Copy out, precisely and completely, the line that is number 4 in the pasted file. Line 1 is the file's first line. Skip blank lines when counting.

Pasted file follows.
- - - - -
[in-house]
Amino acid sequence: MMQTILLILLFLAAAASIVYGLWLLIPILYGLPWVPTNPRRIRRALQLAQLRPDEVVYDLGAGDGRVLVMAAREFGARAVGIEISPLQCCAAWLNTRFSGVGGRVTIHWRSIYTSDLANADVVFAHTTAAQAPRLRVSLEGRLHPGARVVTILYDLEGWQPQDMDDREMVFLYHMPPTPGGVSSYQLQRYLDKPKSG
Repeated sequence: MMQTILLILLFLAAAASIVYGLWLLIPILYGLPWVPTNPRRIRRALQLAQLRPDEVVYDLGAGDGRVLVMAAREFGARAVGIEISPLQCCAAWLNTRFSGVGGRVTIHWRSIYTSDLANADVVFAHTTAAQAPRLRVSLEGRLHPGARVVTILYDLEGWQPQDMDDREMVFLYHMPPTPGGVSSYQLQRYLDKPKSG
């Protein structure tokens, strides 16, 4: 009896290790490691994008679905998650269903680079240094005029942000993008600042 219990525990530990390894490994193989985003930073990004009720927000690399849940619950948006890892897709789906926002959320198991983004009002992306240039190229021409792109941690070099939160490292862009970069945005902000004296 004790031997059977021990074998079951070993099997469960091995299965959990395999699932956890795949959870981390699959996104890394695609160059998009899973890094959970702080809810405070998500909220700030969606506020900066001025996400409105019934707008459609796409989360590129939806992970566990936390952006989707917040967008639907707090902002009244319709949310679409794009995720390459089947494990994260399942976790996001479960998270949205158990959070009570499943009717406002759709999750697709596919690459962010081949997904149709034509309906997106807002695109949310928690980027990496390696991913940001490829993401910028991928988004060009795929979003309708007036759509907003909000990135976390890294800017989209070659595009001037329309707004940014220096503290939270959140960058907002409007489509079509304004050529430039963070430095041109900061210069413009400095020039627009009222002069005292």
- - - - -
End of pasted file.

């Protein structure tokens, strides 16, 4: 009896290790490691994008679905998650269903680079240094005029942000993008600042 219990525990530990390894490994193989985003930073990004009720927000690399849940619950948006890892897709789906926002959320198991983004009002992306240039190229021409792109941690070099939160490292862009970069945005902000004296 004790031997059977021990074998079951070993099997469960091995299965959990395999699932956890795949959870981390699959996104890394695609160059998009899973890094959970702080809810405070998500909220700030969606506020900066001025996400409105019934707008459609796409989360590129939806992970566990936390952006989707917040967008639907707090902002009244319709949310679409794009995720390459089947494990994260399942976790996001479960998270949205158990959070009570499943009717406002759709999750697709596919690459962010081949997904149709034509309906997106807002695109949310928690980027990496390696991913940001490829993401910028991928988004060009795929979003309708007036759509907003909000990135976390890294800017989209070659595009001037329309707004940014220096503290939270959140960058907002409007489509079509304004050529430039963070430095041109900061210069413009400095020039627009009222002069005292």